How to Get A Safe Meal on the Table: Five Often-Forgotten Food Safety Basics from the Partnership for Food Safety Education

During National Food Safety Education Month, Integrate Food Safety into the Delight of Family Dinner

Style Magazine Newswire | 9/4/2018, 8:26 a.m.
It's Sunday night and the whole family gathers around the table for a homecooked meal. This is precious time. A ...

It's Sunday night and the whole family gathers around the table for a homecooked meal. This is precious time. A time to unwind. A time to sit back and enjoy each other's company. A time when you don't want unwelcomed guests – like harmful bacteria – crashing your dinner.

Peak family dining season is upon us: September is National Family Meals Month™ and Food Safety Education Month, and the holiday season is right around the corner. To set the table, the Partnership for Food Safety Education (PFSE) offers a few simple, often forgotten, food safety tips that will help prevent unwanted bacteria at your next gathering:

  1. Before cooking and after handling raw ingredients such as meat, poultry, eggs and flour, wash your hands with warm water and soap for 20 seconds. Did you know that 97 percent of people fail to properly wash their hands when preparing a meal?*

  2. Follow the cooking instructions on frozen food packaging for food safety and quality. Although freezing food does prevent bacteria from multiplying, the only way to guarantee your food is safe to eat is to cook food to the proper temperature.

  3. Rinsing raw poultry (or any raw meat) in the sink is not a safety step! Rinsing your turkey or chicken just spreads bacteria around your sink, countertops and your hands.

  4. Don't eat batter or dough that contains raw eggs or raw flour! Raw eggs and raw flour may contain harmful bacteria that could make you and your family sick. Foods are properly cooked or baked when they are heated for a long enough time and to a high enough temperature to destroy harmful bacteria.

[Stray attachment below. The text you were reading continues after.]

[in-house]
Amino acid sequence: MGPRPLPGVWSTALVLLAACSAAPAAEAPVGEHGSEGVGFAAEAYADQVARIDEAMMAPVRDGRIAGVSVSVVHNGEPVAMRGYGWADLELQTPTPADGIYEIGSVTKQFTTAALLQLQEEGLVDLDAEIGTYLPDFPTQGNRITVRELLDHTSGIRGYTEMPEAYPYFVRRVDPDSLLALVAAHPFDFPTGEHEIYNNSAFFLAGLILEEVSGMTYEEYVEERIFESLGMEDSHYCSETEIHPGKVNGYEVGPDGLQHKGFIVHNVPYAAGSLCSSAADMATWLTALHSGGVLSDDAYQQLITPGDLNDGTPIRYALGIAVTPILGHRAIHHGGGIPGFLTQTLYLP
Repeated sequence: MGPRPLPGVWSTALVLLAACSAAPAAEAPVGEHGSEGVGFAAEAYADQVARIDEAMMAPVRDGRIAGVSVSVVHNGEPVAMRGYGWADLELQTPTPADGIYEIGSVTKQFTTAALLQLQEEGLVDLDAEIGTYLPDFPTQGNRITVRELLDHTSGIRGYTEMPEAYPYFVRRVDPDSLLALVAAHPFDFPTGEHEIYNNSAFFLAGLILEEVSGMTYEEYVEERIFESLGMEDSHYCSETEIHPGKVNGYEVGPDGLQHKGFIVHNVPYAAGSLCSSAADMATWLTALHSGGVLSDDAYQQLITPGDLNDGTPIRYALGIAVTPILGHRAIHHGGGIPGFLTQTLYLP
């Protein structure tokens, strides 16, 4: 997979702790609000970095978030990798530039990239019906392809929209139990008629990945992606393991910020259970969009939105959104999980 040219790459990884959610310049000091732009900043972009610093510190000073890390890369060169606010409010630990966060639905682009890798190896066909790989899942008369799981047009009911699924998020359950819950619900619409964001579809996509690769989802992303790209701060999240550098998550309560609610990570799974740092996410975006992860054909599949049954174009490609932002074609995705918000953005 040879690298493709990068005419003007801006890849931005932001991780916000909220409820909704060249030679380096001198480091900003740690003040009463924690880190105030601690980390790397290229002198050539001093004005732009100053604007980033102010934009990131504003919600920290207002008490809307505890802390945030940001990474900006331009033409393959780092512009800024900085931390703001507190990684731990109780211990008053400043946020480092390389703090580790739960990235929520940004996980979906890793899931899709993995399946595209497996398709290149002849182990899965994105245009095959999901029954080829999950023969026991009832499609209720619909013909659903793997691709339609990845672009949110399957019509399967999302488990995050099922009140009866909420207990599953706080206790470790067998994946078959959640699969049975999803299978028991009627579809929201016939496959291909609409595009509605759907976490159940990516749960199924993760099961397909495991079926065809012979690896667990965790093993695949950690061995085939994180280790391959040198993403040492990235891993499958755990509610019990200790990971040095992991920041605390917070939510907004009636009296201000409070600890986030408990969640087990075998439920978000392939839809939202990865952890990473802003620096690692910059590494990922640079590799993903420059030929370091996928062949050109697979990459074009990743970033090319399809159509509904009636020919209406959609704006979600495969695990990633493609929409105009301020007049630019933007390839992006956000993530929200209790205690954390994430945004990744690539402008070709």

5. Always use a food thermometer to ensure food has reached a safe internal temperature throughout. Note: The safe internal temperature for turkey is 165°F. Use this temperature chart for a complete list of safe internal temperatures.

"A few minor adjustments can help you make food safety your everyday routine and not an afterthought," said Shelley Feist, PFSE executive director. "Consistency in handling food safely is important whether you are preparing a nightly family dinner or hosting a holiday party. Make food safety your regular ritual."

The Partnership for Food Safety Education (PFSE) partners with Ardent Mills, Cargill, Costco Wholesale and the Frozen Food Foundation to bring to life the national "The Story of Your Dinner" initiative. These supporters have made a significant commitment to supporting families in having safe, fun and tasty meals at home.

Visit to see how simple it is to integrate safe food handling into your daily routine. The Parternship for Food Safety Education has posted recipe videos, printable recipes, fact sheets, kids' activity sheets and graphics to educate on safe food handling.

According to new observational research from the U.S. Department of Agriculture:

About the Partnership for Food Safety Education

The non-profit Partnership for Food Safety Education is the originator of science-based food safety messages and the national leader in developing and disseminating information around the linkage of food safety consumer education with positive health outcomes. Food safety and health educators, and consumers, can download free food safety education information from the Partnership's website at The Partnership is the creator and steward of the popular Fight BAC!® national food safety education campaign.

The Partnership is supported by Cargill, ConAgra, Food Marketing Institute, NSF International, the Produce Marketing Association, Tyson and McDonalds Corp., Meijer Inc., and the National Pork Board among other leading industry associations, professional societies in food science, nutrition and health and consumer groups.